How often could one take the steam bath? Kuhne’s answer: “More than two steam baths weekly should be taken only if specially prescribed.” (Kuhne, 1917, p.360) Bilz recommends the bath “about twice or three times a week in many chronic diseases, such as, gout, rheumatism, syphilis, etc.” (Bilz, 1898, p.1919)
The benefits derived from the steam packs were “most suitable in chronic conditions… where it is of importance to strengthen the nerves and to stimulate a languid, flaccid, inactive skin in order to bring about the solution and excretion of morbid matter [toxins].” (Bilz, 1898, p.1909) Kellogg also noted that the steam bath in bed or “‘vapor bath’ is useful in all forms of chronic toxemia.” (Kellogg, 1904, p.705)
Bilz cites, “A steam bath in bed for the whole body [is] particularly adapted for people who are very ill, e.g., people suffering from gout and unable to move, as also for very sick children, etc.” (Bilz, 1898, p.1903)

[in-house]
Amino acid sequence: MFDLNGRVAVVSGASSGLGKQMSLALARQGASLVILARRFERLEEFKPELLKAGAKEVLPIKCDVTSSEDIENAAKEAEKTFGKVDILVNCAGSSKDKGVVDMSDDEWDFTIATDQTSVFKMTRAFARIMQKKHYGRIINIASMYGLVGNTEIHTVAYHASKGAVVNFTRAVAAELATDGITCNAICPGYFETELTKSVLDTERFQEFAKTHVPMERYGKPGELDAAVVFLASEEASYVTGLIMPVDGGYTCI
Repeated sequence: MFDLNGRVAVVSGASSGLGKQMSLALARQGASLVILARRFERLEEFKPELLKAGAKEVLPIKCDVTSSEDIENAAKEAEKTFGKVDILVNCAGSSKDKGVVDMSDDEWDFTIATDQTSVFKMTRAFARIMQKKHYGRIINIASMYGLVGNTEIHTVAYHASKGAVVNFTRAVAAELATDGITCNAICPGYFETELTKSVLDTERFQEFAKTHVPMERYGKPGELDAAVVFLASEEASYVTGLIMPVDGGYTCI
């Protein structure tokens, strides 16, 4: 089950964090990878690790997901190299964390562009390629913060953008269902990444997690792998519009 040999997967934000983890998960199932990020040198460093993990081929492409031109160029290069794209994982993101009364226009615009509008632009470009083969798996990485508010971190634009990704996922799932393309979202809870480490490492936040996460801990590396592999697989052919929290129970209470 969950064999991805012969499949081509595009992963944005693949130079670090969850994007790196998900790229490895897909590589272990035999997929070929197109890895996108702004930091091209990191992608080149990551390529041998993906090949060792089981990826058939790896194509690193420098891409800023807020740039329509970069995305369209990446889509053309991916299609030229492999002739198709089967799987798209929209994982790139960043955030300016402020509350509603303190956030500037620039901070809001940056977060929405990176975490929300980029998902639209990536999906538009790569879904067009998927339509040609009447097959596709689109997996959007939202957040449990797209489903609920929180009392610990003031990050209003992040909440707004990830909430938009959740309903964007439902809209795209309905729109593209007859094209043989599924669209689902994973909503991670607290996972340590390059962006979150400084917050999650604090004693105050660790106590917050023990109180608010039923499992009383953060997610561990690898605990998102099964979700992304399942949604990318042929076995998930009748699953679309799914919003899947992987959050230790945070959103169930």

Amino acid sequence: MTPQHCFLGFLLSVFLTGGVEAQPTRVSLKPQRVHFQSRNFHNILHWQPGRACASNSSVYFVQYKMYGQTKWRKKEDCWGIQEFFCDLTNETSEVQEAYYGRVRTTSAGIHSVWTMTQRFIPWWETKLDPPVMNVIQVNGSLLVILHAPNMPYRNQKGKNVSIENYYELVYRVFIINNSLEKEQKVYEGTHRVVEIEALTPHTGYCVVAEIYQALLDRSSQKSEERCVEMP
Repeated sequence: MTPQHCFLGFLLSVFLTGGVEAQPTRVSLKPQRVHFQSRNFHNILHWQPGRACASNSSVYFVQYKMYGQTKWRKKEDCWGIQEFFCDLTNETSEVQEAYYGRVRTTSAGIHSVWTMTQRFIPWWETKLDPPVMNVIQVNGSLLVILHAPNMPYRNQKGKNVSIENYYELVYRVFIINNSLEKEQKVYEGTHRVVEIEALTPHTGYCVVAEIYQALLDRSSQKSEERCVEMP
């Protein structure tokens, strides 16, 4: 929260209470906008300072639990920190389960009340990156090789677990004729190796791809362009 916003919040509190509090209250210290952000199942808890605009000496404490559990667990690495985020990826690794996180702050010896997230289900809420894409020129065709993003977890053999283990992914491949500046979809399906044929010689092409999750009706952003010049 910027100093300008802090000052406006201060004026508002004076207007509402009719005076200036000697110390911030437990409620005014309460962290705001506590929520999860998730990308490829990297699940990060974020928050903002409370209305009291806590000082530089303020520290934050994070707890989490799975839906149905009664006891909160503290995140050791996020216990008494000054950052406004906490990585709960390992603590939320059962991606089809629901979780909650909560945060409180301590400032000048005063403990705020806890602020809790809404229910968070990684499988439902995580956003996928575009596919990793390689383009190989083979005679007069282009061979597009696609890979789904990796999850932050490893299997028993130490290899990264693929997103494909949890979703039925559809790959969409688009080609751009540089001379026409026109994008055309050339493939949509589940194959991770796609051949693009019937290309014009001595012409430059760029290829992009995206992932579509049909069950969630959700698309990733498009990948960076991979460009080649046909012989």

Acute diseases, such as fevers, inflammation, infectious diseases [smallpox], and chronic diseases were all alleviated with steam baths. Bilz cites numerous conditions where localized treatments are indicated. When the application of cold compresses, complemented with hot water bottles wrapped in moist cloths to accomplish a derivative effect [drawing blood away from congested and inflamed tissue], in inflammation and pain did not resolve the problem, then the steam baths were resorted to. (Bilz, 1901, p.288)
Kellogg cites conditions such as chronic rheumatism, jaundice, tertiary syphilis, as well as neuralgia, sciatica, peripheral paralysis, gout, and exudative meningitis of the spine, which yield rapidly to the influence of the vapor bath. (Kellogg, 1904, p.705)